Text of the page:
>> Let’s shift gears to politics. Your mom claimed, and was asked in an interview about the election. She said if it weren’t for Comey’s interference, and Russia’s interference, she would likely be president. Her supporters wanted to see more from her, and take personal responsibility for voters’ trust issues and the Democratic Party not having a great ground game in some states and messaging so they could fix the problem moving forward. Has she changed her mind about how to approach this topic to kind of ease her supporters’ worries and maybe facilitate growth for the party in the future?
>> Jedediah, a lot of questions in there. My mother has talked about this herself. He is working on a book now about the election. I had the privilege of campaigning in so many states for her, and I met so many of the remarkable organizers and volunteers and as she said, you know, she is never going to blame her team. She had an amazing team of supporters, of surrogates, of staff. More than a million people volunteered as part of her campaign effort and she is grateful for that, and proud of the swell in this country that is still fighting to protect our health care, fighting to ensure we do stay in the Paris accord and all the things she campaigned so hard for, and for me, I don’t think about my children, with all do respect to my mom, more than my mom, and the world I want them to be able to grow up in, and that’s where I think my responsibility now lies as a mother and as a citizen. What I can do to help build the world that I want them to grow up in? Part of that is common decency. As we were talking about earlier.
[ Applause ] Part of that is standing up for policy.
>> She has taken some of the blame for it. I have heard her say that, and maybe people can have two thoughts in their head at once. It was the Russians and I made mistakes. She said it.
>> She did.
>> What do they want from her?
>> We’re never going to know.
>> Nobody loves your mother more than you do.
>> We can split credit on that. It’s a tie.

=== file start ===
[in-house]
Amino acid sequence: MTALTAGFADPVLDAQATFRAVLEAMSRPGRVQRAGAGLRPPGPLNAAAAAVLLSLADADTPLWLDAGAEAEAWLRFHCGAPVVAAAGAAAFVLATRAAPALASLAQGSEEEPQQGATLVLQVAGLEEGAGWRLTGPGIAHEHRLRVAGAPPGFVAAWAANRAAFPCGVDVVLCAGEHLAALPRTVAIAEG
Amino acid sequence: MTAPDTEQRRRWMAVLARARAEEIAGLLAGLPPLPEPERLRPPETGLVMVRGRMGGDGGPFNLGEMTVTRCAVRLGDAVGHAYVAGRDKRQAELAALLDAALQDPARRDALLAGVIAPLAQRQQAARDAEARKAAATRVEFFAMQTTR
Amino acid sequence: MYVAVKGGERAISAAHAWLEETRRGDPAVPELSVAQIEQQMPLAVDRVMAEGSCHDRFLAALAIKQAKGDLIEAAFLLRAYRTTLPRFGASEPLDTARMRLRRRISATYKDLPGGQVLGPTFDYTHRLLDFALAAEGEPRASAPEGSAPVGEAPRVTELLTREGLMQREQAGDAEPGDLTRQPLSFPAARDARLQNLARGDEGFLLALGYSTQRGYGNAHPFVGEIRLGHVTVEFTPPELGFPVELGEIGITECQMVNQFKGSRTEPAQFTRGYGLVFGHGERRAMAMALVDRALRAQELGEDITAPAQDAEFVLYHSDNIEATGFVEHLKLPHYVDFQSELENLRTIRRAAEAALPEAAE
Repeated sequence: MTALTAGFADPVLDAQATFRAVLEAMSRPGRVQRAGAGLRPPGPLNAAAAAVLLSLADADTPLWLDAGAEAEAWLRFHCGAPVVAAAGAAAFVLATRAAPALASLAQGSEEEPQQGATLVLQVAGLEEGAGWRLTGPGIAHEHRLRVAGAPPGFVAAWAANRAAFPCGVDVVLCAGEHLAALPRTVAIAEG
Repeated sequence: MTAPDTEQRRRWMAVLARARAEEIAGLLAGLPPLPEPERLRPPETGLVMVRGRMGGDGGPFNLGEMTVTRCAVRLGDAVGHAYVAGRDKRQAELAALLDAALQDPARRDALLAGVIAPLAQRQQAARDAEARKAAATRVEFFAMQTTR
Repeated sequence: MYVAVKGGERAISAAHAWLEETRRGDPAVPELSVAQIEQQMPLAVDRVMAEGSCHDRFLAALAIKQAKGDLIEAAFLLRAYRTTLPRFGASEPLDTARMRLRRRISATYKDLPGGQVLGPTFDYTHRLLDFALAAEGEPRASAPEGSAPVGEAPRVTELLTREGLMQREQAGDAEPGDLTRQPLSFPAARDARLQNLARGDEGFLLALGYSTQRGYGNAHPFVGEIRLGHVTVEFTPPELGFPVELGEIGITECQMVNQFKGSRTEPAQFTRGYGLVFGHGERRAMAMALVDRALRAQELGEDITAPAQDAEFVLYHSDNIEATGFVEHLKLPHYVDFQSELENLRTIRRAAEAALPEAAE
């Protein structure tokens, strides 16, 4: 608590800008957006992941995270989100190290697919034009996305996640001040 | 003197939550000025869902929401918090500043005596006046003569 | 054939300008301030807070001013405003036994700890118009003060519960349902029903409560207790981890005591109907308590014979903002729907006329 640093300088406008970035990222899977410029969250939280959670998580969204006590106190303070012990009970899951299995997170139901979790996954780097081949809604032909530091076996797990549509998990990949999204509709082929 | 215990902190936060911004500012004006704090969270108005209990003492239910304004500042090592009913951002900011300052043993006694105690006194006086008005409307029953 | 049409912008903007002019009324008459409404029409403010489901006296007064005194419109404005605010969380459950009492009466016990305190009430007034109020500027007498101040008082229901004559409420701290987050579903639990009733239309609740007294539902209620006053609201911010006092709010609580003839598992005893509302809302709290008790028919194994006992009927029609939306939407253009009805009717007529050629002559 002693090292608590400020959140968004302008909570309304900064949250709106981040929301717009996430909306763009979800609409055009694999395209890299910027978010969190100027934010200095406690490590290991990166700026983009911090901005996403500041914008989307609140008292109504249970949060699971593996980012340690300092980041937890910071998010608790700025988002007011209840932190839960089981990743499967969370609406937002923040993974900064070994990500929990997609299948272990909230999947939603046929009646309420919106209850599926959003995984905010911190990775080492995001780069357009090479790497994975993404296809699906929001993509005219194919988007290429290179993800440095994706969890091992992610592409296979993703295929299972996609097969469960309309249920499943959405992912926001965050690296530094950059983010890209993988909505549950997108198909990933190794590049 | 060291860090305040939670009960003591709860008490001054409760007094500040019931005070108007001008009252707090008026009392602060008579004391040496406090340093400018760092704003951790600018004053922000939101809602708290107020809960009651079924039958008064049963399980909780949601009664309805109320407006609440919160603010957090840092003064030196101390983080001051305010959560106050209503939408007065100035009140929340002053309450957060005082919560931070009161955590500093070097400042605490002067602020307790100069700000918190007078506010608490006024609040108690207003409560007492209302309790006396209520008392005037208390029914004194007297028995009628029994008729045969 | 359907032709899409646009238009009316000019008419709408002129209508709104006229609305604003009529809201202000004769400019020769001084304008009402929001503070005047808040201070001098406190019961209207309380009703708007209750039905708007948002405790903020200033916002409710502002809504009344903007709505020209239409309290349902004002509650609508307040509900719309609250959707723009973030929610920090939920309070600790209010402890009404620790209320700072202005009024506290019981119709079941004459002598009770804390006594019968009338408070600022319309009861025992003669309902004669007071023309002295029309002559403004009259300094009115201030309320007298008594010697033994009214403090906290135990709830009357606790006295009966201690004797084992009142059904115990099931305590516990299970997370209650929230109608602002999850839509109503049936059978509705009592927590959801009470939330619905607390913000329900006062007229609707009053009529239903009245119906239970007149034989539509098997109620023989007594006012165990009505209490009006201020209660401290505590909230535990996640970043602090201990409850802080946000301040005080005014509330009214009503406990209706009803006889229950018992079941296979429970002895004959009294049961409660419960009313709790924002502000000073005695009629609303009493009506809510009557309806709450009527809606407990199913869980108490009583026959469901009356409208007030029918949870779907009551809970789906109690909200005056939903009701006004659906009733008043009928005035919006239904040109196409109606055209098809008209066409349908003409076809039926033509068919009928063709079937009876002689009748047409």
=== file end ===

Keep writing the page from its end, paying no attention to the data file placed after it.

>> I have seen a change in you though. You weren’t very political, I think, of course, growing up, and then on Twitter, lately, you gotten feisty and kind of sassy.
[ Applause ] You know, you tweet about health care and the environment. I have to ask you, is it covfefe or covfefe? And what does it mean?
>> I think it can mean whatever we each want it to mean, right? Even the dictionary said, you know, we’re going to stay out of it, right? Merriam-webster has gotten a little bit spicier since the election.
>> That’s a good account to follow.
>> It is a good account to follow. I think that we have so many more important issues confronting us today. Even in addition to the rumor withdrawal from the Paris climate accords, another rumor that the Trump Administration is going to take away every woman’s right to have free contraception as part of their employer mandated insurance.
>> You can try, but they are not going to lift it.
>> We need to focus on that, but that is important too. Covfefe, covfefe.
>> Tomato, tomato?
>> Your mother isn’t running anymore. Why are you spicy?
>> She is pissed.
[ Applause ] >> Just curious.
>> Well, last year, I did hundreds of events and interviews.
>> Throughout the campaign. I was grateful to be on “The view” as part of that, and what I’m saying now on social media I was saying, you know, in interviews and on the stage. I was not shy in calling out, well, everyone. About my concerns about — I know you were talking about fake news earlier, and fake news and fake science around vaccinations for example, or my concern we have lost a scientific consensus around climate change.
>> Have we all lost that?
>> No. We are calling out hate speech when I see it and also standing up for common decency. We’re holding two thoughts in our heads and hearts, and we have to be able to say this is unacceptable from a common decency perspective, and this is unacceptable from an American values perspective. Even if the person saying something is someone we otherwise might agree with.
>> You’re not running in political office, but your political tweets give people hope. Is there anything that would change your mind?
[ Applause ] >> Thank you. I think, you know, as I have said before —
>> You made that.
[ Laughter ] >> As I have said before, I don’t think being a citizen is something that just happens on Election Day. Registering to vote and showing up to vote is hugely important.
>> We learned that.
>> And also standing up for what we believe. Saying what we believe. Saying what we’re for and against. I’m incredibly encouraged by the more than 13,000 young women who have reached out to Emily’s list saying they want to run for office. For city council. The board, stage legislature. Congress. I hope we will have more women low throwing their hat in the ring, and I look forward to supporting some of those women in the future.
[ Applause ] >> So everybody calm down. It’s not happening in 2020. But what is happening is that we’re going to come back with more with Chelsea Clinton.